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Primate Conservation

Coordinators:  Dean Anderson and Nancy Ruggeri, Department of Zoology,
University of Wisconsin-Madison

The World's Top 25 Most Endangered Primates- 2002

A recent report released by Conservation International (CI) and the Primate Specialist
Group of IUCN was finalized at the 2002 International Primatological Society meetings
in Beijing. It is a revision of their previously released "The World's Top 25 most Endangered Primates",
which indicates that about one out of every three primate species is currently
threatened with extinction.  This updated version suggests that Indonesia now exceeds
Madagascar and Brazil for the country with the most endangered primates.  However,
Madagascar, identified as one of the world's biodiversity hotspots, has 10 critically endangered
species, and 21 endangered species.  For the full report, please refer to the link at the bottom
of this message.

Each week, we will be featuring one of the 25 primate species in peril.  This is being
done in conjunction with Conservation International.  The fact sheets are compiled by
Sean Flannery at the WPRC Library and Information Service.

Black-faced Lion Tamarin (Leontopithecus caissara)

Photo Link:

Save for rediscovery of the yellow-tailed woolly monkey in the Peruvian Andes in the 1970s,
the discovery of Brazil's black-faced lion tamarin in 1990 was perhaps the most newsworthy
event in Neotropical primatology of the 20th century. Despite extensive exploration and
development in the Atlantic forest region of southeastern Brazil, this diminutive, yet conspicuous,
species remained undetected in coastal forests that are incredibly close to S?o Paulo, South
America's largest city. The discovery was made in Superag?i National Park, a protected island
in the Brazilian state of Paran? and still the single most important stronghold for this species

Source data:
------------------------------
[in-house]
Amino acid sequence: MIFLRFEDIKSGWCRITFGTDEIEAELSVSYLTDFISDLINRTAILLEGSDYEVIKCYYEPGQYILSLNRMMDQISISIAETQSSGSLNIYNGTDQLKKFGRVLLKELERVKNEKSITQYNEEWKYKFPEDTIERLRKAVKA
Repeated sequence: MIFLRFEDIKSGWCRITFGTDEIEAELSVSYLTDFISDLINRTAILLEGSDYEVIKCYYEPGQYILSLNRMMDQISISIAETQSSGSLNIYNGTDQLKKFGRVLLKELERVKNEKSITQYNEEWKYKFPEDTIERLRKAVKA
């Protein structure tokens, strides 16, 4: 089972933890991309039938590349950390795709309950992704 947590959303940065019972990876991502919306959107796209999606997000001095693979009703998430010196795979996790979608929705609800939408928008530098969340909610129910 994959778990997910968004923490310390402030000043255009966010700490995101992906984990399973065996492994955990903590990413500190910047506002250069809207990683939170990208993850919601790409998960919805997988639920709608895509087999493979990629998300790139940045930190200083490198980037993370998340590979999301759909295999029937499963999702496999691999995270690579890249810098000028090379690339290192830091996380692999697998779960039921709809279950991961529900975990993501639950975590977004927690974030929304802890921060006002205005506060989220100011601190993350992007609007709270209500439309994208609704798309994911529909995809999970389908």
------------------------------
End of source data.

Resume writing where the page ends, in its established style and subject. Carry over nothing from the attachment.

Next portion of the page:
more than a decade after it was found.  Surveys in the mainland forests of Paran? and the
neighboring state of S?o Paulo have dismissed earlier claims of populations in Jacupiranga
State Park and have narrowed the presumed range of this lion tamarin. Population estimates
remain in the low hundreds, but there is hope that continued field research will lead to the discovery
of new mainland populations. The little that we do know about black-faced lion tamarin conservation
status, ecology and behavior is based upon studies conducted by the Brazilian non-governmental
organization, Instituto Pesquisas ?cologicas (IP?), directed by Claudio and Suzana Padua.

Relevant Citations:

Prado F; Valladares-Padua C.
Time budget of a group of black-headed lion tamarins Leontopithecus caissara Lorini & Person, 1990. 
(Platyrrhini, Primates, Callitrichidae) from Superagui Natural Park, Guaraquecaba-PR.

Joao Pessoa: Soc Bras Primatol. 1997, Pgs: 49

Valladares-Padua C; Prado F.  
Notes on the natural history of the black-faced lion tamarin Leontopithecus caissara.  
DODO [J WILDL PRESERV TRUSTS]. 1996. 32, Pgs: 123-125

Camara Ide G.  Conservation status of the black-faced lion tamarin, Leontopithecus caissara.  
NEOTROPICAL PRIMATES. 1994. 2(Suppl.), Pgs: 50-51

Lorini ML; Persson VG.Status of filed research on Leontopithecus caissara: The black-faced lion tamarin project.  
NEOTROPICAL PRIMATES. 1994. 2(Suppl.), Pgs: 52-55

Rylands AB.  [Black-faced lion tamarin Leontopithecus caissara Lorini & Persson, 1990.].  
da Fonseca, A.B. Rylands, C.M.R. Costa, R.B. Machado, Y.L.R. Leite, Editors. Belo Horizonte:
Fundacao Biodiversitas. 1994, Pgs: 73-81

Vivekananda G.  
The Superagui National Park: Problems concerning the protection of the black-faced lion tamarin, Leontopithecus caissara. 
NEOTROPICAL PRIMATES. 1994. 2(Suppl.), Pgs: 56-58

Fact Sheet:

The full report is available at:
Full report

Topics in Primate Conservation is supported by a grant RR00167,
Regional Primate Centers Program, National Center for Research
Resources, The National Institutes of Health.

Posted Date: 11-25-02